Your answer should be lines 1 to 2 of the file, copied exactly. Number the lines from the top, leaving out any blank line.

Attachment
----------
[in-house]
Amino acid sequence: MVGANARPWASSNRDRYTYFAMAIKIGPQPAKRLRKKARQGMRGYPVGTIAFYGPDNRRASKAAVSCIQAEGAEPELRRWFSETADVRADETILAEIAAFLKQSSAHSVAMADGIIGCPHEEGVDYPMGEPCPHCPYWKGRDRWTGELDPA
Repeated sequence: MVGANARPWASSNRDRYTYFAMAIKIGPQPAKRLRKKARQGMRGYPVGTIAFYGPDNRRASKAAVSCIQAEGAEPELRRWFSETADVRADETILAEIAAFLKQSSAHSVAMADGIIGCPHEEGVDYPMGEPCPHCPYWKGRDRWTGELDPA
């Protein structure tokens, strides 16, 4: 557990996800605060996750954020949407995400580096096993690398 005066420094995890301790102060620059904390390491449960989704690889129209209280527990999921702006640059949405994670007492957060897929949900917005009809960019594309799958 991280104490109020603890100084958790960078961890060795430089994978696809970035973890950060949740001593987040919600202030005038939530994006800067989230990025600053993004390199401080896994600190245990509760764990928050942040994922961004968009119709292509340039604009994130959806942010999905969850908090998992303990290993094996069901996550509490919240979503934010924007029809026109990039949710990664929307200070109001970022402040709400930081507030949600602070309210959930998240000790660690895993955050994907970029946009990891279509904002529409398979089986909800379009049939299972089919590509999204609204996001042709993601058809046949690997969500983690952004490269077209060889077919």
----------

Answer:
[in-house]
Amino acid sequence: MVGANARPWASSNRDRYTYFAMAIKIGPQPAKRLRKKARQGMRGYPVGTIAFYGPDNRRASKAAVSCIQAEGAEPELRRWFSETADVRADETILAEIAAFLKQSSAHSVAMADGIIGCPHEEGVDYPMGEPCPHCPYWKGRDRWTGELDPA